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29 February 2016 Evaluation of combined near-IR spectroscopic (NIRS)-IVUS imaging as a means to detect lipid-rich plaque burden in human coronary autopsy specimens
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Abstract
Intracoronary near-infrared spectroscopy (NIRS) can identify lipid in the coronary arteries, but lacks depth resolution. A novel catheter is currently in clinical use that combines NIRS with intravascular ultrasound (IVUS), which provides depth-resolved structural information via the IVUS modality. A measure designated as lipid-rich plaque burden (LRPB) has been proposed as a means to interpret the combined acoustic and optical information of NIRS-IVUS. LRPB is defined as the area created by the intersection of the NIRS lipid-rich arc with the corresponding IVUS-measured plaque burden. We determined the correlation in human coronary autopsy specimens between LRPB, a measure of lipid presence and extent available via intravascular imaging in patients, and the area of lipid-rich plaque as determined by the gold-standard of histology. Fifteen artery segments from 8 human autopsy hearts were imaged with the NIRS-IVUS system (TVC Imaging System, Infraredx Inc., Burlington, MA). Arteries were imaged in a specialty fixture that assured accurate co-registration between imaging and histology. The arteries were then fixed and divided into 2 mm blocks for histological staining. Pathological contouring of lipid-rich areas was performed on the stained thin sections for 54 lipid-rich blocks. Computation of LRPB was performed on transverse NIRS-IVUS frames corresponding to the histologic sections. The quantified LRPB was frequently higher than the lipid-rich plaque area determined by histology, because the region denoted by the EEL and lumen within the NIRS lipid-rich arc is not entirely comprised of lipid. Overall, a moderate to strong correlation (R = 0.73) was found between LRPB determined by NIRS-IVUS imaging and the lipid-rich plaque area determined by histology. LRPB, which can be measured in patients with NIRS-IVUS imaging, corresponds to the amount of lipid-rich plaque in a coronary artery. LRPB should be evaluated in prospective clinical trials for its ability to identify vulnerable plaques.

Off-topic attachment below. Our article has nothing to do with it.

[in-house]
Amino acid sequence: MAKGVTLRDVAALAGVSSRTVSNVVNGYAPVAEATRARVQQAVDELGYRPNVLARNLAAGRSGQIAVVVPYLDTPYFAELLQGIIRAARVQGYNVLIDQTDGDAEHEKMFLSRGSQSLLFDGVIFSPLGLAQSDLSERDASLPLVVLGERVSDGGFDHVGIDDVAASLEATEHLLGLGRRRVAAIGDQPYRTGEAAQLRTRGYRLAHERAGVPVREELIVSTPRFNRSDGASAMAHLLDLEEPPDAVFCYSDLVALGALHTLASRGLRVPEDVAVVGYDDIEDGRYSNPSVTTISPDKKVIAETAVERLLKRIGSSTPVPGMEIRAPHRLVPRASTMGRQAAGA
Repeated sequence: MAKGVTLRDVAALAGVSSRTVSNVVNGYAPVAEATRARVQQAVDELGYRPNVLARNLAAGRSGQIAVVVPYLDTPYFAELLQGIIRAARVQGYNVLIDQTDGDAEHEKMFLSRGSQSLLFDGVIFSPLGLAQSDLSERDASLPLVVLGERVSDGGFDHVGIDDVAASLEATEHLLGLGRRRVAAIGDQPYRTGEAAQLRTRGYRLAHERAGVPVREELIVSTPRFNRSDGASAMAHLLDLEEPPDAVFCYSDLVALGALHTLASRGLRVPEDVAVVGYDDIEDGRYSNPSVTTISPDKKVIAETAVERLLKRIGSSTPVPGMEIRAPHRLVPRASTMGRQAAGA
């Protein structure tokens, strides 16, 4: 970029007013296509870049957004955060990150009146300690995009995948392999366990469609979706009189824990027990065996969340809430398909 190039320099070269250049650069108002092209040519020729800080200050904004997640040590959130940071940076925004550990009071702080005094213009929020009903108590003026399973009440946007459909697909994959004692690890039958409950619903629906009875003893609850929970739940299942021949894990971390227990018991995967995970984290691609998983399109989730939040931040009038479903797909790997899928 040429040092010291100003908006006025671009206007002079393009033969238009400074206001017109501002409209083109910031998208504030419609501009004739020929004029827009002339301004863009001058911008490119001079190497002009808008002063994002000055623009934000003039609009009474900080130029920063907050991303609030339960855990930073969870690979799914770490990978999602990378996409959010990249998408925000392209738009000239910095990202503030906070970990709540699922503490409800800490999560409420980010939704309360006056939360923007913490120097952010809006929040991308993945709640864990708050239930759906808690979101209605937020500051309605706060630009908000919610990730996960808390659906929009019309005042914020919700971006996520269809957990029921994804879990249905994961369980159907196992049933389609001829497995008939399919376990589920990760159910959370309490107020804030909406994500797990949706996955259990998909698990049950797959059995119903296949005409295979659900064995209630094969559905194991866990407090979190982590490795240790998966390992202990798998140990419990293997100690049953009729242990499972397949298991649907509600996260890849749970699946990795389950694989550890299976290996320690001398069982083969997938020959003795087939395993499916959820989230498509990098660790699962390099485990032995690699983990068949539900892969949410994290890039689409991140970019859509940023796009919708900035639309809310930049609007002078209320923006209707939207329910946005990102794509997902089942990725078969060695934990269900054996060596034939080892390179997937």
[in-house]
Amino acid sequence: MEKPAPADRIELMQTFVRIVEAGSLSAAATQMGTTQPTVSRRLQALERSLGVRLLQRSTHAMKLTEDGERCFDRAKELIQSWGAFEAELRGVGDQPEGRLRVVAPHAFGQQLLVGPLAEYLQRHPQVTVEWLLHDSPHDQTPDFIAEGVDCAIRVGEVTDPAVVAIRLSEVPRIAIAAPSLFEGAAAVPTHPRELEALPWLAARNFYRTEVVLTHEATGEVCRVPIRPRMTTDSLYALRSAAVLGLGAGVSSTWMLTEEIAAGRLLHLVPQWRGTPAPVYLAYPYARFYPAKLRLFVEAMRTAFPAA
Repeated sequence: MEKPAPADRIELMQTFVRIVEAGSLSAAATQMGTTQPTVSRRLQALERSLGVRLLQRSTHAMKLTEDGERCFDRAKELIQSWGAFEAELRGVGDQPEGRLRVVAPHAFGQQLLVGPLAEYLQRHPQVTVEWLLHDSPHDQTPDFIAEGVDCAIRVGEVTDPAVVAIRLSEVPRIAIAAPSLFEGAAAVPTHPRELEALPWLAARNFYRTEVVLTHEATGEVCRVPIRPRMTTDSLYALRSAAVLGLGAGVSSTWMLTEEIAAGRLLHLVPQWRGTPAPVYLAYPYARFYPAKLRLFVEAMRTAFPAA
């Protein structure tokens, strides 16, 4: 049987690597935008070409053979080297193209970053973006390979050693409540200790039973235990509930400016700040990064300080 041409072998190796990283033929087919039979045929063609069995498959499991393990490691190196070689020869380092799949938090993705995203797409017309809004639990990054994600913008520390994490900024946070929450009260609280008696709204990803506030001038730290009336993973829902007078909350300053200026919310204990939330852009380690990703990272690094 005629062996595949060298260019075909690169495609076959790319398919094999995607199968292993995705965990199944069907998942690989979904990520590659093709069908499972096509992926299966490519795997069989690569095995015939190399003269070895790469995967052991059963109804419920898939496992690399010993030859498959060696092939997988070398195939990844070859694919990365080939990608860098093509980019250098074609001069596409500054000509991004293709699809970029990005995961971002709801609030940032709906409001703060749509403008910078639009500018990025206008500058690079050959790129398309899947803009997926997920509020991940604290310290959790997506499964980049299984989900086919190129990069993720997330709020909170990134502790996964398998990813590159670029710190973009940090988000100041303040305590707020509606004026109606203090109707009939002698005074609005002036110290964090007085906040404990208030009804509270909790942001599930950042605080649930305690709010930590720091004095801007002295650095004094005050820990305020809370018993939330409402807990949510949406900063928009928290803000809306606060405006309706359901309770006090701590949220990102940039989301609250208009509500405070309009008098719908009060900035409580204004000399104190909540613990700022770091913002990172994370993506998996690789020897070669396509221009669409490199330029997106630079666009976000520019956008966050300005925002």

Conference Presentation
© (2016) COPYRIGHT Society of Photo-Optical Instrumentation Engineers (SPIE). Downloading of the abstract is permitted for personal use only.
Jimmy L. Su, Stephanie J. Grainger, Cherry A. Greiner, Michael J. Hendricks, Meghan M. Goode, Matthew D. Saybolt M.D., Robert L. Wilensky M.D., Sean P. Madden, and James E. Muller M.D. "Evaluation of combined near-IR spectroscopic (NIRS)-IVUS imaging as a means to detect lipid-rich plaque burden in human coronary autopsy specimens", Proc. SPIE 9689, Photonic Therapeutics and Diagnostics XII, 96892V (29 February 2016); https://doi.org/10.1117/12.2209701
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